Does knowing you’re a robot help?



CSH: We’re talking about perceiving the irrational basis of your desiring, about perceiving that your motivator is irrational, about seeing that the set of commands that drives you is not a proper basis for living—and not being able to do anything about it. Because it constitutes you so deeply that it’s un-eraseable.

Jesse: Not to mention you got a good chunk of it just from genes, which you definitely don’t have any control over.

CSH: But, we have to agree that seeing the basis of your lack of autonomy has some value.

Jesse: Disagree!

CSH: It’s helpful to know that you’re being driven mechanically!

Jesse: No. Not really.

CSH: It’s helpful to know that urges are mechanical and not self. It gives you an advantage over the guy who’s completely bewitched by his robot. It gives you a level of transcendence outside your robot to know that you are one. Admit it. When you watch your robotic action happen from the outside, you have more power than a person who is completely sleepwalking inside of his character.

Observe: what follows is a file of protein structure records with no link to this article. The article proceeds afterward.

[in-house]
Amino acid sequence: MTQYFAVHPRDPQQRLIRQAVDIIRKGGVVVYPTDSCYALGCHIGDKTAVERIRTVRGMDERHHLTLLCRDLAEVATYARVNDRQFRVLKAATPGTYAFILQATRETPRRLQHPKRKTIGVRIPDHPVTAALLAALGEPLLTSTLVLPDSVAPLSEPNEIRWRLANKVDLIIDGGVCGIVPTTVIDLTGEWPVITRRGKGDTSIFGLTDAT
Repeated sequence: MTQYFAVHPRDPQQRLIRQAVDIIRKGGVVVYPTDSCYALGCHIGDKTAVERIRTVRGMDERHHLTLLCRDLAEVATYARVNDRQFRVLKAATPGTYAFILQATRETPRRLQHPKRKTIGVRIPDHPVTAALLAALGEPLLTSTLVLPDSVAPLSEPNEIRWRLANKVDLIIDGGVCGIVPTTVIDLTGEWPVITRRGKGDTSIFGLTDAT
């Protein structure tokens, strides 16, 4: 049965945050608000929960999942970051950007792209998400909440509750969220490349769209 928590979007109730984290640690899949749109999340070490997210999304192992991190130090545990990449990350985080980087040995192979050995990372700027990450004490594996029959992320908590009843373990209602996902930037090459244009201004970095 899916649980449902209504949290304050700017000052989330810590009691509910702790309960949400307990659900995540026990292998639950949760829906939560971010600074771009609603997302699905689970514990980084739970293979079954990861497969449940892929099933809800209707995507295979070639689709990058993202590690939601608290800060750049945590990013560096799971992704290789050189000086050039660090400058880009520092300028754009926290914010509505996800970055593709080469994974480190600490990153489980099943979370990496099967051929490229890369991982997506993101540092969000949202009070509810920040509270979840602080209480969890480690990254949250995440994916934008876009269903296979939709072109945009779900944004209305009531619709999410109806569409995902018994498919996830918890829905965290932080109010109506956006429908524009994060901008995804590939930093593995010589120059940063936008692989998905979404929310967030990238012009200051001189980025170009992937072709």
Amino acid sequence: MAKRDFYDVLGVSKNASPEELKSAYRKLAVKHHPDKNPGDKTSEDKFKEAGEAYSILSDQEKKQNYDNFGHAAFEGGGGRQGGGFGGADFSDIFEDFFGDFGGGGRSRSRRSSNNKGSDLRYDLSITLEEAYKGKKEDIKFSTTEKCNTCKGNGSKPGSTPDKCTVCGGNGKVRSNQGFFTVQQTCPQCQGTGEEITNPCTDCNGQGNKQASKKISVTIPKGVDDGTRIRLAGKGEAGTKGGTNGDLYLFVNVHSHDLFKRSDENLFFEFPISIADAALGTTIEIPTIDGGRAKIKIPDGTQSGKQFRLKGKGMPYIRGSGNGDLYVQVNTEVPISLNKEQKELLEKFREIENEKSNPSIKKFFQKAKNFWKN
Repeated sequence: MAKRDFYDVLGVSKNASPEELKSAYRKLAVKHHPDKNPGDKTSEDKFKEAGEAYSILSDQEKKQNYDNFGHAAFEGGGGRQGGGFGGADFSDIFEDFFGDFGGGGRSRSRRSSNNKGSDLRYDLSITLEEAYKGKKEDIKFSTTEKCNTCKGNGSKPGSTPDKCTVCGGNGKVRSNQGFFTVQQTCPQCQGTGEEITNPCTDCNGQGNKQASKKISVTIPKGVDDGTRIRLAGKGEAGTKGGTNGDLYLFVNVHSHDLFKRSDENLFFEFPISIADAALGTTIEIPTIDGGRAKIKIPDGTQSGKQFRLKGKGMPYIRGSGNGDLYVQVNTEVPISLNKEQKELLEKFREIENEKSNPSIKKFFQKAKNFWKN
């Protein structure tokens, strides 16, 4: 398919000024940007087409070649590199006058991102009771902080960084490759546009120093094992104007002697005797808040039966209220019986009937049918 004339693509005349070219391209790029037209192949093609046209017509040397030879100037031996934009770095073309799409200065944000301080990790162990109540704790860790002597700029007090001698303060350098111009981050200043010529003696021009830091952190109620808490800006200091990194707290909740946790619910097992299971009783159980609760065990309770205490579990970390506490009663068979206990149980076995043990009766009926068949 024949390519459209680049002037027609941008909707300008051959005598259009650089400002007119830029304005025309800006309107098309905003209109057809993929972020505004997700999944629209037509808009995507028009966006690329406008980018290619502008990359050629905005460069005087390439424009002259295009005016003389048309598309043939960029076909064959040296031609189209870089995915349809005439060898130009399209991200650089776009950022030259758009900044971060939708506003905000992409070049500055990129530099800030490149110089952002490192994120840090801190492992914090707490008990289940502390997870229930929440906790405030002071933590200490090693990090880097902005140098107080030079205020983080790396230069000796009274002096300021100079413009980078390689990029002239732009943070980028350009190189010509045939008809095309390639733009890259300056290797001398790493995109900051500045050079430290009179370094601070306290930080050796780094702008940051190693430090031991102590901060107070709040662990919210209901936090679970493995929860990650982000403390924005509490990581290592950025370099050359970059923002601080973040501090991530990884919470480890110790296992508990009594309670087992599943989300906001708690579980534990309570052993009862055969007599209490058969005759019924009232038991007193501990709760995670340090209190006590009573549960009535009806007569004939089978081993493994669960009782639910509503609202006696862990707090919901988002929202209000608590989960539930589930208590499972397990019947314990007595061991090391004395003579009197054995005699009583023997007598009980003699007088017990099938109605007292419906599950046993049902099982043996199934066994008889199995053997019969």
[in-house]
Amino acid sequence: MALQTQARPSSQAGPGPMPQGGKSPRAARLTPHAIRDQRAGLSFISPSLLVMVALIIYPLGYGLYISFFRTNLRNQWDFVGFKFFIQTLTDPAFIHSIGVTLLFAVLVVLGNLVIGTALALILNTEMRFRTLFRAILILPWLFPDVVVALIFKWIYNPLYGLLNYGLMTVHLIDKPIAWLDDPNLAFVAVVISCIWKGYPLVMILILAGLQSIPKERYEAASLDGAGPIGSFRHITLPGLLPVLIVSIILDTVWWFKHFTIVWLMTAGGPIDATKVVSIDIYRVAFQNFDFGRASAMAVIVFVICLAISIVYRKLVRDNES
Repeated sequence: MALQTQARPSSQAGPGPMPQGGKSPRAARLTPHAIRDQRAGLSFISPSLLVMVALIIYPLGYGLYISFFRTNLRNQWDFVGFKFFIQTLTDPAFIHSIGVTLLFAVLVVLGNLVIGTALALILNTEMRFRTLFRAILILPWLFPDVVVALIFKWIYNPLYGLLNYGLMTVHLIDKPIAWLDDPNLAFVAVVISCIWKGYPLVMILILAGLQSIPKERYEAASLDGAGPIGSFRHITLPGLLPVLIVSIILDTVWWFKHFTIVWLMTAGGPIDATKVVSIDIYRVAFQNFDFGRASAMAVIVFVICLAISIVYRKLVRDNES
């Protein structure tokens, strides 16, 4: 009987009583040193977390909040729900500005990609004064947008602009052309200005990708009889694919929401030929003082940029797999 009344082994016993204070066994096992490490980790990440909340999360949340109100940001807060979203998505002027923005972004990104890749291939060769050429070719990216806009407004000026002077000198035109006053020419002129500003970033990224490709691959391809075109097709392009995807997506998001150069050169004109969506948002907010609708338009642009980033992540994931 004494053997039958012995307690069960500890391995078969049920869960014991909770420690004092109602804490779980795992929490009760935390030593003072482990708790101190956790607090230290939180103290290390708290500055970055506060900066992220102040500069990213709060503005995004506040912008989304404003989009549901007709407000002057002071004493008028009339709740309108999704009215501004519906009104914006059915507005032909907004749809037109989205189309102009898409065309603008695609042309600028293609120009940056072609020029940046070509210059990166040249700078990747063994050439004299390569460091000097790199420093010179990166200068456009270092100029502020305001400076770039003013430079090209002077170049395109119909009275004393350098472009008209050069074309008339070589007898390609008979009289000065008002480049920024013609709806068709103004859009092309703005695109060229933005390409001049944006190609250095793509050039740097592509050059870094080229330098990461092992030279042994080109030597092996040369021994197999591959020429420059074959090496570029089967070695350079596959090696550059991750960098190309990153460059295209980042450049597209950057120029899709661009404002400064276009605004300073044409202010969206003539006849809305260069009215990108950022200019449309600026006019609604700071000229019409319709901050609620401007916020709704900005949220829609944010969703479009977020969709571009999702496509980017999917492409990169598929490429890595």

Jesse: I feel less empowered than I did before I started these exercises. Significantly less. I feel hopeless. I’ve gained insight into how little volition I have.

CSH: Do you feel like you’ve lost something as a consequence?

Jesse: Yes. Before I thought that maybe I had some say in what’s going on, but now I’m like “uh-uh.”

CSH: You feel like you’ve been robbed of agency.

Jesse: I feel like I’ve been robbed of the illusion of agency.

CSH: Well, then, if it’s an illusion—congratulations. You’re saying, “I’ve seen the truth” yet you’re complaining about it.

Jesse: Yes.

CSH: Ye shall not complain about seeing the truth.

Jesse: What ever happened to the virtue of living a happy delusion?

CSH: That’s the gay science.

Jesse: If we’re stuck with delusion, why not make it a pleasant one?

CSH: That’s the gay science. “You know it’s a game, so make it a good one.” Why not?